Ocean Shipping in the Twenty-First Century, a Growing Concern

Posted : 10/15/12 2:09 PM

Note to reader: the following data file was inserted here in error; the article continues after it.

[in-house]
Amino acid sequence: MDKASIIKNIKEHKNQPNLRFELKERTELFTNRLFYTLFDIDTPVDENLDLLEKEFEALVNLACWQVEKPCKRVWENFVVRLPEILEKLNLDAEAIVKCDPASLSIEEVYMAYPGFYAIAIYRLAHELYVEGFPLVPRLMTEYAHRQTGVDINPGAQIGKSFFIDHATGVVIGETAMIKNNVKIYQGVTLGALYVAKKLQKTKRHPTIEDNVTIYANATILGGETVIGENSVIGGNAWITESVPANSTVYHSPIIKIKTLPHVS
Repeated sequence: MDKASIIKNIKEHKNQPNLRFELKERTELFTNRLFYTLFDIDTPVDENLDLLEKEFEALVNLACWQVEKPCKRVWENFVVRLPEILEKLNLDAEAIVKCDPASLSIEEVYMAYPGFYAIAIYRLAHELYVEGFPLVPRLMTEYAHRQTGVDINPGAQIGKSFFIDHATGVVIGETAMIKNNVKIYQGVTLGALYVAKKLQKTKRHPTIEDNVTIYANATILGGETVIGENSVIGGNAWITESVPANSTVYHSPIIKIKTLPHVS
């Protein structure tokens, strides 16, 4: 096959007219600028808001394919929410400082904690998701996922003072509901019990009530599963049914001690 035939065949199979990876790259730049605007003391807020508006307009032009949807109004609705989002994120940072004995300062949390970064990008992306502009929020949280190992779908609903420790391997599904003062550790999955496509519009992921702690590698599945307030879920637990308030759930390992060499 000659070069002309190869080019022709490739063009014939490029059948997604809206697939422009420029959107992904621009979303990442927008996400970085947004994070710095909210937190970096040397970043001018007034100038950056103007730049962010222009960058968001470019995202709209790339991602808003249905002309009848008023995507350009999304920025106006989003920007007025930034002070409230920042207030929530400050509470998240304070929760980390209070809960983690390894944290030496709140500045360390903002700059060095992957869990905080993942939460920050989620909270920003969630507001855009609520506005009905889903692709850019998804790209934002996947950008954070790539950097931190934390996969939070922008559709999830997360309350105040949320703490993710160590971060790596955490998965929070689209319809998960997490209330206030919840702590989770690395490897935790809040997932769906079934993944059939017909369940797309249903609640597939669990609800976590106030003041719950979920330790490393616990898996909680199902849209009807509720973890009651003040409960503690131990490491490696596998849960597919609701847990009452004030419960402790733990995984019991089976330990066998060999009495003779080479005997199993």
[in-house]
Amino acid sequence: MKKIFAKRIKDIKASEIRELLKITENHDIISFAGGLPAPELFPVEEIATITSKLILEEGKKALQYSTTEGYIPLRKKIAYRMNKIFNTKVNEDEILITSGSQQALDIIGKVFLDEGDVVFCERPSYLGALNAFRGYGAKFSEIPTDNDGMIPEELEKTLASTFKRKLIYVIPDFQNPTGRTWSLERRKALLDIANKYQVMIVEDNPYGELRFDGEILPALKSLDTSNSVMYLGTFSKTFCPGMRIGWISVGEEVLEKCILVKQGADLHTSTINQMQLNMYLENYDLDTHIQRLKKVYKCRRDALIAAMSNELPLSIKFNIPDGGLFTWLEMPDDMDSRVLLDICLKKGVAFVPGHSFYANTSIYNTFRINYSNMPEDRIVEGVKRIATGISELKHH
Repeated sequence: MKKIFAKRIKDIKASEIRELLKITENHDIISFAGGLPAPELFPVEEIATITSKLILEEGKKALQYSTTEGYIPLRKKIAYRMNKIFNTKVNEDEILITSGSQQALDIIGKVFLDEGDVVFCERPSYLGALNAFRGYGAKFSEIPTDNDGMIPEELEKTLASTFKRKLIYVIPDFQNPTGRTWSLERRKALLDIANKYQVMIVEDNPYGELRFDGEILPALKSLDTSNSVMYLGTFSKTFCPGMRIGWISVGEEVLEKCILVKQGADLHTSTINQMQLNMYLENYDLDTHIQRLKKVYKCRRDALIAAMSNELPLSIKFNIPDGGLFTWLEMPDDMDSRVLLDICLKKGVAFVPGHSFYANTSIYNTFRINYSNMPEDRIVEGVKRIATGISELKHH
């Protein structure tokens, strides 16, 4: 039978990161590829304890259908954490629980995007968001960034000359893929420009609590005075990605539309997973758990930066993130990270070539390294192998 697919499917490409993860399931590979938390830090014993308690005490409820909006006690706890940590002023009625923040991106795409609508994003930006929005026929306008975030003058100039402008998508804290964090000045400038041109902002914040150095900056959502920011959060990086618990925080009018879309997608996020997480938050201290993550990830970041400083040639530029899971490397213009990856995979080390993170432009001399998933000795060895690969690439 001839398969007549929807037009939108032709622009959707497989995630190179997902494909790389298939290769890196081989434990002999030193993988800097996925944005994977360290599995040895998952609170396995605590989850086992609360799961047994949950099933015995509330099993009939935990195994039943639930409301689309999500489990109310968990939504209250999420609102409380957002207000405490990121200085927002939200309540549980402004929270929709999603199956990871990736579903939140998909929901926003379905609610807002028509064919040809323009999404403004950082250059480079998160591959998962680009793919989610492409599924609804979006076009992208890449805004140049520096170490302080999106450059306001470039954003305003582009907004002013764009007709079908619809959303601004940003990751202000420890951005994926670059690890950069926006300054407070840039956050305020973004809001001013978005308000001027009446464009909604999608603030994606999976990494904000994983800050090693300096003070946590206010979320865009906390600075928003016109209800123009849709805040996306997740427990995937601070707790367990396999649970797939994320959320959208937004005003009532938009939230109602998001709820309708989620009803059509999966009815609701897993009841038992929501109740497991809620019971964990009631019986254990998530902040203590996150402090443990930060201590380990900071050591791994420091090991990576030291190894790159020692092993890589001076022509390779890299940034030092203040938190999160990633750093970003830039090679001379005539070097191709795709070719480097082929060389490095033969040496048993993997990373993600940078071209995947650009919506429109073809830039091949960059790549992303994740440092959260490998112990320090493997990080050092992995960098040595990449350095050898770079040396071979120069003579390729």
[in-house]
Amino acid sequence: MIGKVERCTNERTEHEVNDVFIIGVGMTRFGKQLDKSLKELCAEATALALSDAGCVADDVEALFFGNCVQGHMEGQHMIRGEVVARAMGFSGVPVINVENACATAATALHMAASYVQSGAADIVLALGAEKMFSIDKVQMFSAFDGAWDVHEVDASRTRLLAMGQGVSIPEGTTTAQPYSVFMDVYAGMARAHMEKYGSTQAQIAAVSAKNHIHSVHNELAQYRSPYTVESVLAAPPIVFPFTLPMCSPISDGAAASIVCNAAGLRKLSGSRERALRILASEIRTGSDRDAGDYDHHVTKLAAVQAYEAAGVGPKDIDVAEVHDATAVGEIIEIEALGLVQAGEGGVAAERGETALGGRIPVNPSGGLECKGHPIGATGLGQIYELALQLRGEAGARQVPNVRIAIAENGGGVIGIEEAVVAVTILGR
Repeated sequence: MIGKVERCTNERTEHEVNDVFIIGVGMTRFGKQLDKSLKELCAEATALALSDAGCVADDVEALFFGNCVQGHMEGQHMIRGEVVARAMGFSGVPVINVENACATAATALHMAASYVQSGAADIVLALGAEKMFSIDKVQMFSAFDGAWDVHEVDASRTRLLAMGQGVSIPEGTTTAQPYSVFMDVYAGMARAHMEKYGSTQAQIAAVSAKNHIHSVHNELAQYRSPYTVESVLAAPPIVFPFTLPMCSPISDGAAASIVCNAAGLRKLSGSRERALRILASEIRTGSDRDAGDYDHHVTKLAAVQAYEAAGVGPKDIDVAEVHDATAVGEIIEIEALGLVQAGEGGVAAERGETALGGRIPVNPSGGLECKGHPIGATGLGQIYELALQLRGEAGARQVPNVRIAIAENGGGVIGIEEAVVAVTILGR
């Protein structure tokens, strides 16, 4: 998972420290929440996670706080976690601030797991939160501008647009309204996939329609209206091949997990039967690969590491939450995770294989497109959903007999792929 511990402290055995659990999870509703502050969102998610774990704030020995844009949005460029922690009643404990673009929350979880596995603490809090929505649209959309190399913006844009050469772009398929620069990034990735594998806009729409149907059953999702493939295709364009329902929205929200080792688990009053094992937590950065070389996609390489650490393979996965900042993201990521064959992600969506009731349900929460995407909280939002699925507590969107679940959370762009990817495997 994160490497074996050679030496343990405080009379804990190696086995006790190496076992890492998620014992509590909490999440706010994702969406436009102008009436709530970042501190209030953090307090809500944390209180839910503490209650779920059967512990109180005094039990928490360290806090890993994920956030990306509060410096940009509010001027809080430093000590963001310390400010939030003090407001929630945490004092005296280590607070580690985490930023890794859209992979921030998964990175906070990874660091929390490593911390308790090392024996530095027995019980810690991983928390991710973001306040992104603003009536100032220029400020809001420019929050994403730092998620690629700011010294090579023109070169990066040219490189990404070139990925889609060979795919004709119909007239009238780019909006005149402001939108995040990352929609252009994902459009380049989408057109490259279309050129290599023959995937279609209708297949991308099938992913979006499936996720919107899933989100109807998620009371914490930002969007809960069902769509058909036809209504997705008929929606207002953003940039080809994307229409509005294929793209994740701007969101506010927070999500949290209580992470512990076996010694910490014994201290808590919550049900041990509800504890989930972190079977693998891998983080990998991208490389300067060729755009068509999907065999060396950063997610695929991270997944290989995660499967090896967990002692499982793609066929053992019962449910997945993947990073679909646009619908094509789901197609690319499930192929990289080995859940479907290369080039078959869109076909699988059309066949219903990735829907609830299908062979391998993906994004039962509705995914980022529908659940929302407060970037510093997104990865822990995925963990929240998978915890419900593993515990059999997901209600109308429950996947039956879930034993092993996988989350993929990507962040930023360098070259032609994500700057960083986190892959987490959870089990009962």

Ocean shipping in the 21st century is able to move record-breaking amounts of cargo with increasing speed and efficiency. Cargo vessels have been built to accommodate ever-increasing numbers of containers, and bulk carriers are growing in size as well. While the size of tankers for oil and other petroleum products appears to have peaked, that peak is at a very large level. The restraints on capacity for bulk carriers are not mainly a matter of difficulty in design and construction for a larger fleet, but more a matter of where such vessels can operate. For instance, bulk carriers for grain are built to be able to navigate the locks of the St. Lawrence Seaway since so many of these of ships use this route to move grain from the interior of North America out into international waters. Smaller ships must be used on other inland waterways, which is why all the really large ships are used mainly for ocean transit. The Panama Canal also exerts a size limitation on ships. That country is currently working on a multi-billion dollar, multi-year expansion of the locks and channels in the system in order to allow such large ships to pass through. Currently, the canal can only handle ships that can carry slightly over 5,000 containers. After completion, the project will be able to handle ships carrying up to 10,000 containers. The Suez Canal also has an influence on ship size, though to a lesser degree than the Panama Canal. Container ships have grown the most in size since they are best able to take advantage of the greater efficiency that greater numbers entail. The average container ship in use today has about sixteen times the capacity of the average freighter in use in the middle of the 20th century, yet the number of crew members on board has actually declined. Ever larger numbers of containers are being placed on ships. The larger numbers do not require more personnel, which brings down the cost of labor per unit. Further, so long as overall fuel costs do not rise very much, the per unit fuel expenditures go down with more containers. Container ships also offer many advantages when it comes to ease and speed of loading and unloading. Suitable cranes now exist in all the world’s major ports for handling this type of cargo. The containers can then be shipped to their final destination by rail or by truck. The system also allows for easy tracking of merchandise.